President Barack Obama issued his fifth veto Thursday, sending the annual defense authorization bill back to Congress due to his concerns with spending tactics and his wish to close down the prison in Guantanamo Bay, Cuba.
“As president and commander in chief, my first and most important responsibility is keeping the American people safe,” said Obama at a public veto signing, according to The Military Times. “And that means that we make sure that our military is properly funded… Unfortunately, [this bill] falls woefully short in key areas.”
The bill would have authorized $612 billion towards military programs and enjoyed large bipartisan support passing the Senate 70-27, and the House 270-156. According to Senate Minority Leader [crscore]Harry Reid[/crscore], overriding the veto would be unlikely due to the fact that his caucus would uphold a presidential veto “without any question.”
One of the reasons Obama vetoed the bill was he believed it “resorted to gimmicks.” The “gimmicks” he is referring to are the $38 billion allocated in overseas contingency funds. The president also took issue with language in the bill that would have prohibited detainees at Guantanamo Bay from being transferred to the United States.
“[The bill] not only would have increased pay for military personnel but it also would have allowed commanders to arm certain personnel on domestic military bases in response to the tragic shooting in Chattanooga in July that killed five service members,” said Republican Tennessee Senator [crscore]Lamar Alexander[/crscore] in a press release. “Further, this legislation included national defense spending priorities that met President Obama’s request. This bill had wide bipartisan support, and Obama’s veto could harm our troops and make the nation less secure.”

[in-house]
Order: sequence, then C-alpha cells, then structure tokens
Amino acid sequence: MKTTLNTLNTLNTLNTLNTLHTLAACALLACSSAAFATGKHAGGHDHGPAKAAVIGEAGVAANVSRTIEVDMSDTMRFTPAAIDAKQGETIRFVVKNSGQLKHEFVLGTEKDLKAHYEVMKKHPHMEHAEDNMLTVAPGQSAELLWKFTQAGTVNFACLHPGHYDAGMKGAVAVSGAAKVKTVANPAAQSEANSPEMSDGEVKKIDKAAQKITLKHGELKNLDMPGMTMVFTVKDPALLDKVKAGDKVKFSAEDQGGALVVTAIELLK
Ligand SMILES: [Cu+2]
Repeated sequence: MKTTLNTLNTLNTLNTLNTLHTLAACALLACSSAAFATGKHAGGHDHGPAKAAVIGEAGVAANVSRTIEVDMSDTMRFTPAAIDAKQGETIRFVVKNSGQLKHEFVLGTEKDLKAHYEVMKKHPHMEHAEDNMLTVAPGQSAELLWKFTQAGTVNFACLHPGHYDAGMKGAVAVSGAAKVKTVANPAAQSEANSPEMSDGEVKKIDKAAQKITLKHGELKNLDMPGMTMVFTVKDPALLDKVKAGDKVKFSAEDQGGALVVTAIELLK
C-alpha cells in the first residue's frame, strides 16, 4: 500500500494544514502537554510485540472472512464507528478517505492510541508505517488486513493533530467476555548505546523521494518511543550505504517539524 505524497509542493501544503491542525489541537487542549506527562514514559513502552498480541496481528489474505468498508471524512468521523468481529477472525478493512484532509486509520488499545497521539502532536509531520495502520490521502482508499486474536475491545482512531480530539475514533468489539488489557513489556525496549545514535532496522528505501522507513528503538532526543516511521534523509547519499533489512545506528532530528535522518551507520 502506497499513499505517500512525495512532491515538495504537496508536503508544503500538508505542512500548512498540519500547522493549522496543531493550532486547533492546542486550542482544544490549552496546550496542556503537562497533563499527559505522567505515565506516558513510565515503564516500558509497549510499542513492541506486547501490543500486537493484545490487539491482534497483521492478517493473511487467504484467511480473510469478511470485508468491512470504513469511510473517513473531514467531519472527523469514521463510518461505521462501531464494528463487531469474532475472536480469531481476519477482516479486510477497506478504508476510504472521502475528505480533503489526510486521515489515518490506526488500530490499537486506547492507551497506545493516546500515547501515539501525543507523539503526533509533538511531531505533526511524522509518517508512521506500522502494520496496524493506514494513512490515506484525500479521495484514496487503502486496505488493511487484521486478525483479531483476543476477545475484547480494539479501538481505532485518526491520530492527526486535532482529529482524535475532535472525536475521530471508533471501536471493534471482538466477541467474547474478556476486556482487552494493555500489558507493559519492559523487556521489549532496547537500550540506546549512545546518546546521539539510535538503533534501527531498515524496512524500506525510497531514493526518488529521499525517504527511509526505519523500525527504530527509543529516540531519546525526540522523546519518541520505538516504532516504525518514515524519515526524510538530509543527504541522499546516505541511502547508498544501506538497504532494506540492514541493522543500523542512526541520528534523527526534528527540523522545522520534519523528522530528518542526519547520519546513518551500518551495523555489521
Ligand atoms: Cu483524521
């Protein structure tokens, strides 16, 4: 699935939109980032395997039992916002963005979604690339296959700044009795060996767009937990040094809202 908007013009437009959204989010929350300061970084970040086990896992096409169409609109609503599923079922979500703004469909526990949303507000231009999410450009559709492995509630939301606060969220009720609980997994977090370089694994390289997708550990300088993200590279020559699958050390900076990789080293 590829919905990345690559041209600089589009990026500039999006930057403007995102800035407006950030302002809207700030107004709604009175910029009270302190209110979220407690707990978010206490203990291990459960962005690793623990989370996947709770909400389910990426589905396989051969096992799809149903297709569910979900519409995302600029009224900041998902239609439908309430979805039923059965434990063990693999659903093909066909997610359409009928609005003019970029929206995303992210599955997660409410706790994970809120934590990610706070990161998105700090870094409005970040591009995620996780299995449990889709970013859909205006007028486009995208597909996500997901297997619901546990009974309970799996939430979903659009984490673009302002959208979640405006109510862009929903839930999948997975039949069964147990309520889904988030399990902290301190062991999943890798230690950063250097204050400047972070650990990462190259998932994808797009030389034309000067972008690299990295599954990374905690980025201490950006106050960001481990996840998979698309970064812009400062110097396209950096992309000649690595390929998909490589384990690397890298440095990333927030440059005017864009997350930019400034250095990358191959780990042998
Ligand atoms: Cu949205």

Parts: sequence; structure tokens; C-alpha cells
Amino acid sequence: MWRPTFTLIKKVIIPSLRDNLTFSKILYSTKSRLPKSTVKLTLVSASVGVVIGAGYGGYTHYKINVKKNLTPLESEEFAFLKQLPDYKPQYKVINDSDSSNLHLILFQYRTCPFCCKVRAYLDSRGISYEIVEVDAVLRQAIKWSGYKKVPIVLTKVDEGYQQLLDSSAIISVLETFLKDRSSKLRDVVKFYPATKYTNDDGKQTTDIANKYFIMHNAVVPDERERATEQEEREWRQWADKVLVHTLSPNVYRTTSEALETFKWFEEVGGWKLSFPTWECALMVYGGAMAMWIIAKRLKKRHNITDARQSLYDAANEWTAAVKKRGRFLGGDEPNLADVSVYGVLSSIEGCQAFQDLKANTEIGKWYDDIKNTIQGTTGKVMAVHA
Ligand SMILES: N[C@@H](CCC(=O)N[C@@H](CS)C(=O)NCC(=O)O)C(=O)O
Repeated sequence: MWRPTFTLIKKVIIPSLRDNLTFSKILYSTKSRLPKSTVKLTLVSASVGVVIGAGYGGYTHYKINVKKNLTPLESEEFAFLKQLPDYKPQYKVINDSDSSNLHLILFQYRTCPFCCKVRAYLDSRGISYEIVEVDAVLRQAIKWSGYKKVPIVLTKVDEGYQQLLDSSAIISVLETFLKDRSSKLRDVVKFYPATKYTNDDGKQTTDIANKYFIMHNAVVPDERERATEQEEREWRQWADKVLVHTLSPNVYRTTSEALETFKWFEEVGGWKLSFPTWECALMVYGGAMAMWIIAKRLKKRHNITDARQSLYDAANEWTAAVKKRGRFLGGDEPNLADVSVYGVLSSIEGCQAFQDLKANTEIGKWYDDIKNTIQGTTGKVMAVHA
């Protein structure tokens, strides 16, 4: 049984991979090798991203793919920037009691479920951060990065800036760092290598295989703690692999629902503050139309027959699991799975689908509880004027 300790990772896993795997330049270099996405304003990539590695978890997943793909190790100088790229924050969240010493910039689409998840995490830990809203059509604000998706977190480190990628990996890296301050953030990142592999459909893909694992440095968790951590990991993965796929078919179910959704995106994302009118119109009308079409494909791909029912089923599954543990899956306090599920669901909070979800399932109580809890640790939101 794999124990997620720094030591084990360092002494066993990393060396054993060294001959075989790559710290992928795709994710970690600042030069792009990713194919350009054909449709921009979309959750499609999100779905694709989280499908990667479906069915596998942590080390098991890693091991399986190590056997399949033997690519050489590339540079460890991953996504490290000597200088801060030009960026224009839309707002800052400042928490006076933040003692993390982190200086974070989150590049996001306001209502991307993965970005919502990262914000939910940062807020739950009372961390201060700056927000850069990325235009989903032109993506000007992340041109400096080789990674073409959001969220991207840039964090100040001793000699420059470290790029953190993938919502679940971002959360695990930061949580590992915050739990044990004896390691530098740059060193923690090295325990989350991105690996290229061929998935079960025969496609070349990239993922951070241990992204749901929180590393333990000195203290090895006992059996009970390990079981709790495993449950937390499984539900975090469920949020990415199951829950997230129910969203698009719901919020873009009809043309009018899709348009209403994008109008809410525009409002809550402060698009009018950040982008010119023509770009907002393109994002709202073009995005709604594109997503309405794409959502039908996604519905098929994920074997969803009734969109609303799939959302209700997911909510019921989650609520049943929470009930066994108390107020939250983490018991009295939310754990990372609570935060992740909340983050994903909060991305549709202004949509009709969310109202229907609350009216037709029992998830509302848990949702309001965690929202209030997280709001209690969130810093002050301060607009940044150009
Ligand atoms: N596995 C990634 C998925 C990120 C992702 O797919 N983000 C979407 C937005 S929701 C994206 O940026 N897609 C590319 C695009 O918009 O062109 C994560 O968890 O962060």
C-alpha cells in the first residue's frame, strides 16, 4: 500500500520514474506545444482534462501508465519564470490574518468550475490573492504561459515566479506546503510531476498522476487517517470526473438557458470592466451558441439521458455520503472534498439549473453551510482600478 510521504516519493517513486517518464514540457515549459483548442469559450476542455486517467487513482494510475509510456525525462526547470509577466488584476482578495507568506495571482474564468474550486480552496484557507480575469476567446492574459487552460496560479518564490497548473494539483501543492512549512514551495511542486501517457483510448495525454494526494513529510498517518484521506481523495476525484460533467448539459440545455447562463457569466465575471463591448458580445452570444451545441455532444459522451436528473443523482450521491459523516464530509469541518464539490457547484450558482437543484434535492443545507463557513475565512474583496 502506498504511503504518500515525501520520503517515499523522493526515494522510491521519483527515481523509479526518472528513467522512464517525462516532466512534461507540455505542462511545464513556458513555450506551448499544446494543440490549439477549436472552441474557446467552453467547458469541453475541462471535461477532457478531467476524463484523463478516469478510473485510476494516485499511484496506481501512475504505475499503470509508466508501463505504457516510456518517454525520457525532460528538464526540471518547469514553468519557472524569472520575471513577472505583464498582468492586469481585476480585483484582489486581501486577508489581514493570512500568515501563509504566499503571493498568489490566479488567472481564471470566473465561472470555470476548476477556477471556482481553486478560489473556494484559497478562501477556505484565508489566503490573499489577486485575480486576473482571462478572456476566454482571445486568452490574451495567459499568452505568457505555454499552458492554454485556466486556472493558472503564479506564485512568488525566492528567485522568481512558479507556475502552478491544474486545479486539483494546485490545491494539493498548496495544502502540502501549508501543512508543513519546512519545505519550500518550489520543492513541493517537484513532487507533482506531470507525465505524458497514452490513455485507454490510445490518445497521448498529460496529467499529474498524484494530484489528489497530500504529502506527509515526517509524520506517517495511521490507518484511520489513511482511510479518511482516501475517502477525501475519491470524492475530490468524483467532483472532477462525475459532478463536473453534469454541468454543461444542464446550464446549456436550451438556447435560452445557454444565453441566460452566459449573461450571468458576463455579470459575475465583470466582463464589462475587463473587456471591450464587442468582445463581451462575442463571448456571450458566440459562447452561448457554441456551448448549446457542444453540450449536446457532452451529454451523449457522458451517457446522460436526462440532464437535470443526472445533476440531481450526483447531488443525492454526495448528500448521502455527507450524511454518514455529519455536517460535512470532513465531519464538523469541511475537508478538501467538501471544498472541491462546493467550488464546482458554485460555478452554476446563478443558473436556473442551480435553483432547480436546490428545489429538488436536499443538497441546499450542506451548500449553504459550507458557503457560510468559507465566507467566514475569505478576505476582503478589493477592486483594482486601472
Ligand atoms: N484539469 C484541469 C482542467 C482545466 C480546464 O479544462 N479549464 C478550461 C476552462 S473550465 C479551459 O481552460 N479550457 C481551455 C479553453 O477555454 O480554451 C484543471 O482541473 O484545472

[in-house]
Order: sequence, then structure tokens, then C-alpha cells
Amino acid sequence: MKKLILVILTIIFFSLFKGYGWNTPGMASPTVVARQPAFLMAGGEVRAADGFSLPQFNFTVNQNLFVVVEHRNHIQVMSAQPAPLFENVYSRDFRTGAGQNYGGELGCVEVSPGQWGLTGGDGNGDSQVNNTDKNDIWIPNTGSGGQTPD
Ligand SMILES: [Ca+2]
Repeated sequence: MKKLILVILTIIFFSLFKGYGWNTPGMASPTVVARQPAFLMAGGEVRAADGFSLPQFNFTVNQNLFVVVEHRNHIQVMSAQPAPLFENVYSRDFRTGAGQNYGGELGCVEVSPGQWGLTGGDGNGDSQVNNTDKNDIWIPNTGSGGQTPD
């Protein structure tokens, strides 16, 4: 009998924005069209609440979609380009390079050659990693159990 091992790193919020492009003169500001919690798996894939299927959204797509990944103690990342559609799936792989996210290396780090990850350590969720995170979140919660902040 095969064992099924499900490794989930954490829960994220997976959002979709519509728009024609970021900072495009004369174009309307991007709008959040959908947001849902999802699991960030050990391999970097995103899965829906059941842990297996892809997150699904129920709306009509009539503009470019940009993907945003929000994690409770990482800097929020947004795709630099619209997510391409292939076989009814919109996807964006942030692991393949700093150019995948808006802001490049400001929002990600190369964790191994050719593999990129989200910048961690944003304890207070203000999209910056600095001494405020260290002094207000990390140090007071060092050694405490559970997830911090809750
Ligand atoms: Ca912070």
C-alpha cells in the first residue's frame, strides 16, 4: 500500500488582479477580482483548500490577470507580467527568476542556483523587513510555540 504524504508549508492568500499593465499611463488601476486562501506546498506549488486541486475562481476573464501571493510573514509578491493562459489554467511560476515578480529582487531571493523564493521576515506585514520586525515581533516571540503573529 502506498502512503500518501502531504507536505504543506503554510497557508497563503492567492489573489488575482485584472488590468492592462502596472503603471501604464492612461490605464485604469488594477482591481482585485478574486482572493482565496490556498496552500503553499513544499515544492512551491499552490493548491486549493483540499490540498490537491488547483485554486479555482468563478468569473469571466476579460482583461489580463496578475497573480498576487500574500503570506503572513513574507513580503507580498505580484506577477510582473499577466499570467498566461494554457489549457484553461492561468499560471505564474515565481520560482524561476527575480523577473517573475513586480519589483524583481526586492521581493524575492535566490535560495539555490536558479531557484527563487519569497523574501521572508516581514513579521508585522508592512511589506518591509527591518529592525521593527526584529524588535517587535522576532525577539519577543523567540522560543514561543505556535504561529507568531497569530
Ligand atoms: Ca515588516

Obama believes there shouldn’t be an increase in defensive spending without an increase in non-defense spending.
“The president has vowed to veto it. Why? Because he wants to stop and spend more money on his domestic agenda,” said House Speaker [crscore]John Boehner[/crscore]. “It’s time to put our troops first, time to stop playing political games.”
Republicans are also frustrated due to the nine months of negotiations involved, with Arizona Senator [crscore]John McCain[/crscore] not wishing to be in further talks.
“We have done our job,” McCain said.
Among the negotiated reforms in the bill was an overhaul of the current retirement system that would’ve taken place in 2018, and it would have provided matching government contributions for service members contributing to a Thrift Savings Plan.
House Republican leaders have scheduled a November 5 vote to override the veto.